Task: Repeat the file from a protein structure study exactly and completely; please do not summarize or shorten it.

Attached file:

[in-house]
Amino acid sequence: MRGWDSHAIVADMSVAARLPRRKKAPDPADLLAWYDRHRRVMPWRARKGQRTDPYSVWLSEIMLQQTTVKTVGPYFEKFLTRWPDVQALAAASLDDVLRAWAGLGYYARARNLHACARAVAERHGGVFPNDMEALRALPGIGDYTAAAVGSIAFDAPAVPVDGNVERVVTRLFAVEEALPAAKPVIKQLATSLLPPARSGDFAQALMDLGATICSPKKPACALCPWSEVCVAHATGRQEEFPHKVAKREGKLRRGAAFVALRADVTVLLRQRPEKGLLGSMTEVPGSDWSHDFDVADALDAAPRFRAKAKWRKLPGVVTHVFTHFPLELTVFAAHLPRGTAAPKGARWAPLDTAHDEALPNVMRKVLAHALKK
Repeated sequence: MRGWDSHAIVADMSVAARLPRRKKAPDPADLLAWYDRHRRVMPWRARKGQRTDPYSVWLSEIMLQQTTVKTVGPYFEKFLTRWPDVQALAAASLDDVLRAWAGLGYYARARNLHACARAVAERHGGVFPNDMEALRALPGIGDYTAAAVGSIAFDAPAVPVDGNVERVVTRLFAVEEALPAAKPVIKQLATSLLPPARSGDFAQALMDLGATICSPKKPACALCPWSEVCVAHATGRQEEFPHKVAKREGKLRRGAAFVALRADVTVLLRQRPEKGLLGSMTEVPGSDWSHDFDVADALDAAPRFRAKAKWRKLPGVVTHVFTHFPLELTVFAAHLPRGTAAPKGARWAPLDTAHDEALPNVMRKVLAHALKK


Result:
[in-house]
Amino acid sequence: MRGWDSHAIVADMSVAARLPRRKKAPDPADLLAWYDRHRRVMPWRARKGQRTDPYSVWLSEIMLQQTTVKTVGPYFEKFLTRWPDVQALAAASLDDVLRAWAGLGYYARARNLHACARAVAERHGGVFPNDMEALRALPGIGDYTAAAVGSIAFDAPAVPVDGNVERVVTRLFAVEEALPAAKPVIKQLATSLLPPARSGDFAQALMDLGATICSPKKPACALCPWSEVCVAHATGRQEEFPHKVAKREGKLRRGAAFVALRADVTVLLRQRPEKGLLGSMTEVPGSDWSHDFDVADALDAAPRFRAKAKWRKLPGVVTHVFTHFPLELTVFAAHLPRGTAAPKGARWAPLDTAHDEALPNVMRKVLAHALKK
Repeated sequence: MRGWDSHAIVADMSVAARLPRRKKAPDPADLLAWYDRHRRVMPWRARKGQRTDPYSVWLSEIMLQQTTVKTVGPYFEKFLTRWPDVQALAAASLDDVLRAWAGLGYYARARNLHACARAVAERHGGVFPNDMEALRALPGIGDYTAAAVGSIAFDAPAVPVDGNVERVVTRLFAVEEALPAAKPVIKQLATSLLPPARSGDFAQALMDLGATICSPKKPACALCPWSEVCVAHATGRQEEFPHKVAKREGKLRRGAAFVALRADVTVLLRQRPEKGLLGSMTEVPGSDWSHDFDVADALDAAPRFRAKAKWRKLPGVVTHVFTHFPLELTVFAAHLPRGTAAPKGARWAPLDTAHDEALPNVMRKVLAHALKK